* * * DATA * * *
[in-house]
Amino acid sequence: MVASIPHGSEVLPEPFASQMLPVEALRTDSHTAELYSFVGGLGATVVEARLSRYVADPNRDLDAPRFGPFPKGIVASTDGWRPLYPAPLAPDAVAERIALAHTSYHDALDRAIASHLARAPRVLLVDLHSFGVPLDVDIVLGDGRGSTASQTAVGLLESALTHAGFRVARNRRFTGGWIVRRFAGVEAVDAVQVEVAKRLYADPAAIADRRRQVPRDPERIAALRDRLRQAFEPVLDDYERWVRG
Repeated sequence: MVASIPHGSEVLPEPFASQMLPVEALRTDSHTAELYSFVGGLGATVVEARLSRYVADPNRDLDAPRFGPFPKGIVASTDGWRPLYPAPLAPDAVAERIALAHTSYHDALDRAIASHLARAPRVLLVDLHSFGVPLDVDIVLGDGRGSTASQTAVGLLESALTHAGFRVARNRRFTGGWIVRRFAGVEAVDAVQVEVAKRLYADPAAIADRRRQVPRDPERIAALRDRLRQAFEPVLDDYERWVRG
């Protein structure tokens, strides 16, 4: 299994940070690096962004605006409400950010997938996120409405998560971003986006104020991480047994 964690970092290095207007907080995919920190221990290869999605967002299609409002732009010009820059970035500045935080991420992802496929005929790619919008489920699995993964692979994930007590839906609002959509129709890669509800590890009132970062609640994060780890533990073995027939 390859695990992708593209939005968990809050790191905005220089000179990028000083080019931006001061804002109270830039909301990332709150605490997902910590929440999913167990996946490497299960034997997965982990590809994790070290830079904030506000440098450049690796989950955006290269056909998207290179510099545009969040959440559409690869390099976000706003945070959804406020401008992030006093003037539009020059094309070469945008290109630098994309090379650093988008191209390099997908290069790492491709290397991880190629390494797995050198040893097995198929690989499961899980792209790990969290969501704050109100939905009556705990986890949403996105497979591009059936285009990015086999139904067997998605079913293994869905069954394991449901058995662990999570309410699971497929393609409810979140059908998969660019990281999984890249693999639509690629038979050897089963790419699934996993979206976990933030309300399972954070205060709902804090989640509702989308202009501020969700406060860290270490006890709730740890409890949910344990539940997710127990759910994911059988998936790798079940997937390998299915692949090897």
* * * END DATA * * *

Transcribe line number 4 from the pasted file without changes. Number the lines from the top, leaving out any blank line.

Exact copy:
């Protein structure tokens, strides 16, 4: 299994940070690096962004605006409400950010997938996120409405998560971003986006104020991480047994 964690970092290095207007907080995919920190221990290869999605967002299609409002732009010009820059970035500045935080991420992802496929005929790619919008489920699995993964692979994930007590839906609002959509129709890669509800590890009132970062609640994060780890533990073995027939 390859695990992708593209939005968990809050790191905005220089000179990028000083080019931006001061804002109270830039909301990332709150605490997902910590929440999913167990996946490497299960034997997965982990590809994790070290830079904030506000440098450049690796989950955006290269056909998207290179510099545009969040959440559409690869390099976000706003945070959804406020401008992030006093003037539009020059094309070469945008290109630098994309090379650093988008191209390099997908290069790492491709290397991880190629390494797995050198040893097995198929690989499961899980792209790990969290969501704050109100939905009556705990986890949403996105497979591009059936285009990015086999139904067997998605079913293994869905069954394991449901058995662990999570309410699971497929393609409810979140059908998969660019990281999984890249693999639509690629038979050897089963790419699934996993979206976990933030309300399972954070205060709902804090989640509702989308202009501020969700406060860290270490006890709730740890409890949910344990539940997710127990759910994911059988998936790798079940997937390998299915692949090897």